Male and female shrimp mate in mere seconds, with the female releasing the fertilized eggs from the "saddle" on her back into her belly. After a few weeks, the eggs hatch very rapidly, releasing tiny adults by the tens of thousands.

There are more than 16 species of chameleon within the reptile family, and almost all of them lay eggs to reproduce. After digging a hole up to a foot deep, females deposit between 2 and 200 eggs, which hatch anywhere between 4 and 12 months later depending on the species. And yes, these critters can change color for camouflage to attract a mate.

Part of the Elapidae family, the King Cobra is the only snake that lays its eggs in a nest. Measuring up to 18 feet long, this animal lays 20 to 40 eggs at a time, which take 60 to 80 days to hatch into even more scary and venomous baby snakes.

Like many other amphibians, salamanders lay eggs in water, with larger members of the family laying fewer, bigger eggs while smaller members lay a larger number of small eggs. All start life as tadpoles but develop some pretty special skills over time, including the ability to regrow lost or damaged limbs.

A female lobster releases pheromones when she is ready to mate, which first requires her to molt. After her hard exoskeleton is off, the male is able to fertilize her eggs, which can number between 5,000 and 100,000. The female holds these eggs hidden under her tail for as much as a year until they hatch, after which they go through as many as 25 molts to reach adulthood.

Thanks to malaria and other diseases, mosquitoes are one of the deadliest creatures on Earth. Female members of this insect family lay up to 200 eggs at once, which can hatch in as few as 48 hours. Want to keep the mosquito population down? Eliminate any sources of standing water that you can find, as this leaves them with nowhere to lay their eggs.

Pigeons puff their chests or strut their stuff to attract a mate, who they then stay with for life. The female lays between one and three eggs, which hatch in just under three weeks ... which means even more birds to swoop in and steal your food as you're trying to chow down in many big cities.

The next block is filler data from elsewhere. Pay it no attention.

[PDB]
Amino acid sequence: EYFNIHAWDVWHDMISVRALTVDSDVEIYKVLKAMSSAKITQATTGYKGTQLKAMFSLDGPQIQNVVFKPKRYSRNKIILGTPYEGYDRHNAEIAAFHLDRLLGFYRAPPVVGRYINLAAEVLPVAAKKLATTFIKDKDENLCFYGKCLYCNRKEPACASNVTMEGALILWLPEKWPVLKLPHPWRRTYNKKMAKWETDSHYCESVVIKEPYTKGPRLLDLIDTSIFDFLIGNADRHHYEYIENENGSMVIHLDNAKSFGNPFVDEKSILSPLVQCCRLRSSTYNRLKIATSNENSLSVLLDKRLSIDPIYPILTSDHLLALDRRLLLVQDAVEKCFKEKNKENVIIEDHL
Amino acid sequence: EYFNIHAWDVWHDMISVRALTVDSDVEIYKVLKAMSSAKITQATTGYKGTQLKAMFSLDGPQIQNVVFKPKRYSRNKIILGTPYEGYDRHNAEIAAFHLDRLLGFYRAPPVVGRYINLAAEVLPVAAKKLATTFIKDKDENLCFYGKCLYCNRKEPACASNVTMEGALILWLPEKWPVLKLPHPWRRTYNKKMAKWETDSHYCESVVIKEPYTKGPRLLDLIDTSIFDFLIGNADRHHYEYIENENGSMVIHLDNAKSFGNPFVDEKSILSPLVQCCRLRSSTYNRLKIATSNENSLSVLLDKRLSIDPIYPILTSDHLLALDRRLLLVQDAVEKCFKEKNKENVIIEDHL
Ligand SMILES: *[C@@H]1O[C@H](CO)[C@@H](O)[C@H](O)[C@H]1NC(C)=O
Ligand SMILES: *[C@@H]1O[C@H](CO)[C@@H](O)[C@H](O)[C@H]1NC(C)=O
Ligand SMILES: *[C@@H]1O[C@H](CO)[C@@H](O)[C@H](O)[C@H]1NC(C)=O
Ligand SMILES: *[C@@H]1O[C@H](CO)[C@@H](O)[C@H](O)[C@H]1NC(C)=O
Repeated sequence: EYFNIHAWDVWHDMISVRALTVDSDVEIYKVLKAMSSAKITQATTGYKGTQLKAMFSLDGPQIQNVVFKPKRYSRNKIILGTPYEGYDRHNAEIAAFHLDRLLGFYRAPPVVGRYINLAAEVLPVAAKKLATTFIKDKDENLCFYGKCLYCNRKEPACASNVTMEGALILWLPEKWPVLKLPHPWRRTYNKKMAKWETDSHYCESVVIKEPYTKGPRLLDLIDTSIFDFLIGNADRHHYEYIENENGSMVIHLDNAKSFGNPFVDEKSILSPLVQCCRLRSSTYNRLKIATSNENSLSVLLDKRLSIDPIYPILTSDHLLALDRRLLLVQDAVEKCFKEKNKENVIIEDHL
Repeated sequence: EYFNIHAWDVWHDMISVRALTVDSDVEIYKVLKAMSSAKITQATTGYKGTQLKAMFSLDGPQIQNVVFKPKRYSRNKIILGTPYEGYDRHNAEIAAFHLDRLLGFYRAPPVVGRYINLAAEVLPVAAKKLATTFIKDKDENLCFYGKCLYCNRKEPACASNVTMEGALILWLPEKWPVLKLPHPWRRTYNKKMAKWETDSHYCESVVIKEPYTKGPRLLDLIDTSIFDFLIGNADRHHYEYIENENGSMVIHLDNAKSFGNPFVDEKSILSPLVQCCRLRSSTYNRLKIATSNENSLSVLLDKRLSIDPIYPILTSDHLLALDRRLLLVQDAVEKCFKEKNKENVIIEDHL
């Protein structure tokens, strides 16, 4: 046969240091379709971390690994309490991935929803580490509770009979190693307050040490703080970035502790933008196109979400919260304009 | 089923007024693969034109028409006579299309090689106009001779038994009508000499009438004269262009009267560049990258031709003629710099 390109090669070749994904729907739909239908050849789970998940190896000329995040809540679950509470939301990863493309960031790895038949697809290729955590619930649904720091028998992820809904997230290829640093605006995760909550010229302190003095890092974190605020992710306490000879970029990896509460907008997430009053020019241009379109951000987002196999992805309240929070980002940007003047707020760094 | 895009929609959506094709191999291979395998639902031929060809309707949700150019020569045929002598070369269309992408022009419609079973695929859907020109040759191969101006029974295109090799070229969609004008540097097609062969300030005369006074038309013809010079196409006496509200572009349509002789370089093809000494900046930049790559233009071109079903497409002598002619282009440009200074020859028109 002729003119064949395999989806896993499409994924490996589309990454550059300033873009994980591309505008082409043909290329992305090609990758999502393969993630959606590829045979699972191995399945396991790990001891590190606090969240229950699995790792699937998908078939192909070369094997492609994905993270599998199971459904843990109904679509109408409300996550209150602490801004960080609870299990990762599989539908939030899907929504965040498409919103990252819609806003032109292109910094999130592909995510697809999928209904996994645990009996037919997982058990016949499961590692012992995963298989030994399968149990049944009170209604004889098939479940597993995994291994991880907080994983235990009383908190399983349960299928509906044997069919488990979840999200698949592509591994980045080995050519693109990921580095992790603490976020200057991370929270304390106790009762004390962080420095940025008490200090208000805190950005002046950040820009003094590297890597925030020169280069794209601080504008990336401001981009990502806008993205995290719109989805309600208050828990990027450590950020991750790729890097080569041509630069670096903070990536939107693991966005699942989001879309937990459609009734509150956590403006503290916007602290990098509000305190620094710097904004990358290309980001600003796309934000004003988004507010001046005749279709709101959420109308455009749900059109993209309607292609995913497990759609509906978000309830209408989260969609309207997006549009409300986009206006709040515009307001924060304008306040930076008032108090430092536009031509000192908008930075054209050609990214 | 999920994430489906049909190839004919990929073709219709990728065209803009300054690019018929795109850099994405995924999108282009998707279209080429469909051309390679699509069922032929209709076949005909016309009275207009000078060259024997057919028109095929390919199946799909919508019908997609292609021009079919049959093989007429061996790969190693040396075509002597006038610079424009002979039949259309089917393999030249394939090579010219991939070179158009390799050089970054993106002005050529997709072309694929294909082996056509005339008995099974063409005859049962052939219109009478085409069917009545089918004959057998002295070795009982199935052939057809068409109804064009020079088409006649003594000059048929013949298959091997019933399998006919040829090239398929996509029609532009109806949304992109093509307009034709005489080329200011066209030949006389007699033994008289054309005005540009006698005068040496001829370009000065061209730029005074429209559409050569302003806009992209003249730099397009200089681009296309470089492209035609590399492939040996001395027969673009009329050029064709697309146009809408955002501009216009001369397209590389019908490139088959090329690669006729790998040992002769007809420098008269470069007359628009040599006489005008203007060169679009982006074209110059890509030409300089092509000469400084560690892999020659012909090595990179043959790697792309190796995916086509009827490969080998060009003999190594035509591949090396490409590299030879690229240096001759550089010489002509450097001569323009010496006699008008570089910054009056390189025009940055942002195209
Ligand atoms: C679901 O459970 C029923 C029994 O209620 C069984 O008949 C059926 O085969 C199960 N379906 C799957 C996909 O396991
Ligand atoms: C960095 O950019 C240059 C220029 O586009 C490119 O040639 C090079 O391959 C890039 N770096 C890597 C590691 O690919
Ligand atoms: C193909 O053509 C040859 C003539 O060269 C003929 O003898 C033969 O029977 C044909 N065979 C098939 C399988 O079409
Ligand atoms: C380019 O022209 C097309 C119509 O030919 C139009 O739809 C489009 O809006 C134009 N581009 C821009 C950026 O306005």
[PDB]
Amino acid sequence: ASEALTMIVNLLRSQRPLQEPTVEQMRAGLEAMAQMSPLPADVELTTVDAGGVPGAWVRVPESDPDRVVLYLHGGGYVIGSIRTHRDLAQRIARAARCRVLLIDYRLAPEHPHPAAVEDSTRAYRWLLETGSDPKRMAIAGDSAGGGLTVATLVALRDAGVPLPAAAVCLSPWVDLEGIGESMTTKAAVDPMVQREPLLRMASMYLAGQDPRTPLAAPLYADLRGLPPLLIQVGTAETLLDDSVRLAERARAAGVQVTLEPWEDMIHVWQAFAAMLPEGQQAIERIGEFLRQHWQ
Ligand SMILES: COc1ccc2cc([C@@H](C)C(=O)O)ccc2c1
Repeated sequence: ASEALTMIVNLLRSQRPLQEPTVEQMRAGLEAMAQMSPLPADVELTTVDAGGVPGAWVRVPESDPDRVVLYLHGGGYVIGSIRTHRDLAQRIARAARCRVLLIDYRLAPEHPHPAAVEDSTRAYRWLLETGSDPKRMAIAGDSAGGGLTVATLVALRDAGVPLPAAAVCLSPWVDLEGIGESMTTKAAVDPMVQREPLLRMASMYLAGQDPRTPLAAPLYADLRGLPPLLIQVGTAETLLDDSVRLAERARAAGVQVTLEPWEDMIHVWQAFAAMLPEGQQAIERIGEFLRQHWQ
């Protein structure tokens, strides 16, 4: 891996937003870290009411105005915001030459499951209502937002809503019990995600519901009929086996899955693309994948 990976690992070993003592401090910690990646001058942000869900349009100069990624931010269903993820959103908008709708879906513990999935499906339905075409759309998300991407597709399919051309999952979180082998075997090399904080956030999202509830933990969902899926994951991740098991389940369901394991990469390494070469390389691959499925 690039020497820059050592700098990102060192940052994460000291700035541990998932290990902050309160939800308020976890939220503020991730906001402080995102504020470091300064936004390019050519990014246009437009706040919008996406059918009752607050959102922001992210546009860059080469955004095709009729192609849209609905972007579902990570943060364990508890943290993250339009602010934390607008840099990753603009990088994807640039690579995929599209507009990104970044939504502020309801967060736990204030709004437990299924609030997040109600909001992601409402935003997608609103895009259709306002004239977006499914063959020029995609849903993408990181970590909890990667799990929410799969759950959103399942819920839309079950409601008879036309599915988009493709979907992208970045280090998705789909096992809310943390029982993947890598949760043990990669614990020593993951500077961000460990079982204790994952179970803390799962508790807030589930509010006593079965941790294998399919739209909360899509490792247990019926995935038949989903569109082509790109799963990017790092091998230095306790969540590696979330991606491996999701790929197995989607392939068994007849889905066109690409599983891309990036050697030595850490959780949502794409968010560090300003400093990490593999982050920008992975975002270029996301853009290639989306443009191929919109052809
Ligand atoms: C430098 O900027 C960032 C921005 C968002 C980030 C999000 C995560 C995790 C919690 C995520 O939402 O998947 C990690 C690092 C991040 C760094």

Pythons can be as big around as a telephone pole and weigh more than 200 pounds, according to National Geographic. Female members of this species lay as many as 100 eggs at a time and must contract their muscles repeatedly for months to generate heat in order to keep the eggs warm until they hatch.

Most snails are hermaphrodites, which means that any individual can mate with any other snail, and some are even asexual and can reproduce all alone. Snail eggs hatch in less than a month, and the new babies stay close to mature snails for a few months until they are ready to live on their own.

American eels are a member of the fish family that can grow up to 4 feet long, though males tend to be much smaller than females. They can lay millions of eggs at once, which hatch in only a week or so, releasing larvae that have a leaf-like appearance.

Squid have soft bodies like an octopus but do have a skeleton of sorts hidden deep within their bodies. While squid reproduction is pretty mysterious even to modern scientists, most squid lay their eggs in communal clumps on the sea floor then simply move on. A few species, such as the Gonatus onyx, have been observed carrying thousands of eggs around with them after mating, dying shortly after the eggs hatch.